Google is always looking for creative and enticing ways to get people using its services, and its latest initiative is to give amateur paranormal investigators the power of Google Maps to search for the Loch Ness monster from the comfort of their homes.
Google has updated Street View to include imagery of the 23-mile-long Loch Ness in Scotland as well as sending a team of divers down into its 800-foot depths to capture underwater imagery.
It worked with adam&eveDDB for the initiative and released a clip of the process of mapping Loch Ness while Adrian Shine, leader of the Loch Ness and Morar Project (who claims to have personally collected 1,000 sightings of Nessie) discusses the legend over top of stunning footage of Loch Ness and the surrounding area.
The initiative was in commemoration of the 81st anniversary of the “Surgeon’s photograph”, a fake image which claimed to show the head and neck of the Loch Ness monster.
According to Wired, Google produced “…a new and extensive range of above-water imagery for the project so users can explore the shoreline and look for their own equivalent of the “Surgeon’s photograph” from 1934.”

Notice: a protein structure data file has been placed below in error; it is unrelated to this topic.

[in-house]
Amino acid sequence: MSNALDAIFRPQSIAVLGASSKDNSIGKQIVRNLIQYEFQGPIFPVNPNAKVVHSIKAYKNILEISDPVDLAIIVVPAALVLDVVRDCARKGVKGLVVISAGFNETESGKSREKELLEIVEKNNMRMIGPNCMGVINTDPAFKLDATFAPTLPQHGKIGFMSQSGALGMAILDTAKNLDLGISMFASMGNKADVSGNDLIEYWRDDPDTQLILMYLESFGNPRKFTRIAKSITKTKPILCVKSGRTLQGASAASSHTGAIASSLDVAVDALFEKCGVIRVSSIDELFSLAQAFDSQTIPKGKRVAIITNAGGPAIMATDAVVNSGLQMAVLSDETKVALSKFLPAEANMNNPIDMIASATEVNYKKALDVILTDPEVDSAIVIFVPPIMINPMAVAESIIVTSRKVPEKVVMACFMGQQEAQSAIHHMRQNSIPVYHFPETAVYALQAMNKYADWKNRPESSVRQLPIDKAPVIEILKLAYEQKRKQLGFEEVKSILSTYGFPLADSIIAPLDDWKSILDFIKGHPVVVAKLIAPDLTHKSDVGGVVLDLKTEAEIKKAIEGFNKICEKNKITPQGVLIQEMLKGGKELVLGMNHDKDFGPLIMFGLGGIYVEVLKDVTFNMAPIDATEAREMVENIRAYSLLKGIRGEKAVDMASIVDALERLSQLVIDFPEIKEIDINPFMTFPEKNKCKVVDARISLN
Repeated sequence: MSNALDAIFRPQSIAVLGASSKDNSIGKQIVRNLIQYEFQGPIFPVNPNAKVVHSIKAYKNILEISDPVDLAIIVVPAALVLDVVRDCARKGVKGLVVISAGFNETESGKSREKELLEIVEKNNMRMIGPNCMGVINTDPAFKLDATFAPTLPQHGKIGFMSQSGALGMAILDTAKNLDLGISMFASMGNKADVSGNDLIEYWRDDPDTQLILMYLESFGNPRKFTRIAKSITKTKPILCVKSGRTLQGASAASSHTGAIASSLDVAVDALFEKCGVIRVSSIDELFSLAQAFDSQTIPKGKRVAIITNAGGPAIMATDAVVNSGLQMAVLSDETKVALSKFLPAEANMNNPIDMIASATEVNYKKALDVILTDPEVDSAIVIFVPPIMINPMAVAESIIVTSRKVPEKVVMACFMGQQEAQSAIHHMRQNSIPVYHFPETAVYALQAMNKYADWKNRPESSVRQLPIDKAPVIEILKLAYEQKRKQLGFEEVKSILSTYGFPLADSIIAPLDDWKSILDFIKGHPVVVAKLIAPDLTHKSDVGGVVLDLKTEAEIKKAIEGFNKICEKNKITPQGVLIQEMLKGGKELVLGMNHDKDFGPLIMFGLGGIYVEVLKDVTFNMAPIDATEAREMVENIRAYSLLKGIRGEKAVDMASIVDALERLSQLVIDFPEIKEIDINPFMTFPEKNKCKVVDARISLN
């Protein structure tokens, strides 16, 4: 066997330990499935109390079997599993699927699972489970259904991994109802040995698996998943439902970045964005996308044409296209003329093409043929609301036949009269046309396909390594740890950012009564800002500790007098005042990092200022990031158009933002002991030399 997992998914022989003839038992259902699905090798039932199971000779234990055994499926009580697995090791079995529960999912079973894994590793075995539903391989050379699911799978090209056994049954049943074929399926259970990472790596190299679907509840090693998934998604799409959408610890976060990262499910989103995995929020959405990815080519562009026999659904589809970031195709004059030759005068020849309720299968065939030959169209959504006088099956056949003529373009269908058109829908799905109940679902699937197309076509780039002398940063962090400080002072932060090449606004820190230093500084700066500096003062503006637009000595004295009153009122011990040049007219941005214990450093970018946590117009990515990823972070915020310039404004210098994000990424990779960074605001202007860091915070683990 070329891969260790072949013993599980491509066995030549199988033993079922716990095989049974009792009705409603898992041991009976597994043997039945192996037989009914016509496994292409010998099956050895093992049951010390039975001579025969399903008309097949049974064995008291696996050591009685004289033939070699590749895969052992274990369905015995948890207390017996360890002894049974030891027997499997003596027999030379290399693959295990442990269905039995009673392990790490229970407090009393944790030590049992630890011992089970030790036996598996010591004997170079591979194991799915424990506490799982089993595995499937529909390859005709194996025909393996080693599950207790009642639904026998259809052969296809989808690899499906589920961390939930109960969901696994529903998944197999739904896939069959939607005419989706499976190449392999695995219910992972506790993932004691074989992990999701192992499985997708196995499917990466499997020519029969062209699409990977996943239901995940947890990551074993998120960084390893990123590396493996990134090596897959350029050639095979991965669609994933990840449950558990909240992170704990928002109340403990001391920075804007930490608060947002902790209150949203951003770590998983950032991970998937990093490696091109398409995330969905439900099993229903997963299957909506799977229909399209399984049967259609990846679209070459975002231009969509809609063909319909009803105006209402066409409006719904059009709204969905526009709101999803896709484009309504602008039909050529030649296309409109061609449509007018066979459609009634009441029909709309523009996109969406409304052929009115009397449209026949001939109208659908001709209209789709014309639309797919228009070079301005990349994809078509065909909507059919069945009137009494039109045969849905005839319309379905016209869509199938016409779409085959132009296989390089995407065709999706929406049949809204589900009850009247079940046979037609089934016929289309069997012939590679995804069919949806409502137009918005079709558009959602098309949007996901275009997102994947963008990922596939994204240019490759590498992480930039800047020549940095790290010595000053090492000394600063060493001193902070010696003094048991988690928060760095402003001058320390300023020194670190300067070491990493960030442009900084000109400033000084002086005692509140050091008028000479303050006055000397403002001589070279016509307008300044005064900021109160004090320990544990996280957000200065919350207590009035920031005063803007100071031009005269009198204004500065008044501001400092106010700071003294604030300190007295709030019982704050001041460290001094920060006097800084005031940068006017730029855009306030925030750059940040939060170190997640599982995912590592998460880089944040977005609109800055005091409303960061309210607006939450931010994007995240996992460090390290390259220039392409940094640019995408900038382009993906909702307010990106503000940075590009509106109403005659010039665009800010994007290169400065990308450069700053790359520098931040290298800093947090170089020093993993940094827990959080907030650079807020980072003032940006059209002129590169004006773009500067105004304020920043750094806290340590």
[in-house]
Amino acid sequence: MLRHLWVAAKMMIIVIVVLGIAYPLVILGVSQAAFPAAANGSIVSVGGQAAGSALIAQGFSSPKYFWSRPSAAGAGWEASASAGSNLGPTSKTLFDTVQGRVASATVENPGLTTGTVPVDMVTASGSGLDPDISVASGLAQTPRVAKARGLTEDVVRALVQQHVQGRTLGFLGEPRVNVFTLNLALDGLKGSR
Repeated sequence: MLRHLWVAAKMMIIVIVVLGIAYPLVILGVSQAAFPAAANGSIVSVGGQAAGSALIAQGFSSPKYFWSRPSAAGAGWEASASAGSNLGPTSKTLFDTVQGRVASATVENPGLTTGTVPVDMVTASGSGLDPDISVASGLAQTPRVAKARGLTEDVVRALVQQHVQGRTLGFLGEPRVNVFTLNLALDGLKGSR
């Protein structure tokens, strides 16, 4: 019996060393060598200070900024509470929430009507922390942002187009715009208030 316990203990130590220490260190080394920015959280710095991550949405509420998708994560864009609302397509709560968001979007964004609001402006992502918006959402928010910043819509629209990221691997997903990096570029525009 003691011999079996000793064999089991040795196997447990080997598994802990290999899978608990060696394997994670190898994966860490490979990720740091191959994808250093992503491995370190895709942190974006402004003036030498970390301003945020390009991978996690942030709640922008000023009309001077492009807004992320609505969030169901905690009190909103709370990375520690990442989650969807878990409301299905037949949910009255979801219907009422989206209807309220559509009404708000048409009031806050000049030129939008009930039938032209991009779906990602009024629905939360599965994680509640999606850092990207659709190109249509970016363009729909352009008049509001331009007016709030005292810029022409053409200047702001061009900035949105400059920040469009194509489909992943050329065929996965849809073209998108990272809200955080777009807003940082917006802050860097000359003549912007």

So now users of Google Maps can discover for themselves whether Loch Ness is a blown-out modern-day myth as most of the scientific community believes, or if there really is an ancient creature lurking in the depths of the lake. Either way, it’s a bit of fun and may even peak interest in Scotland’s tourism.
Google reports that around 200,000 searches are made each month for the Loch Ness Monster, and that the existing Google Maps images of the Loch Ness “…are among the most popular destinations for armchair visitors to the UK -- beating Buckingham Palace and the Peak District,” according to Wired
To mark the release of the images, Google also launched a new 24-hour Google Doodle, featuring Loch Ness as a submarine piloted by aliens.
Last month as part of an April Fool’s trick Google turned Wellington and Auckland streets into a giant game of Pacman. The game could be played in Google Maps on desktop computers or mobile devices that had the latest app update for Apple's iOS or Google's Android software.
But these kinds of schemes are nothing new for Google which has been at it since 2000, advertising job opportunities on the moon, introducing fictious drinks and even launching a faux dating service called Google Romance.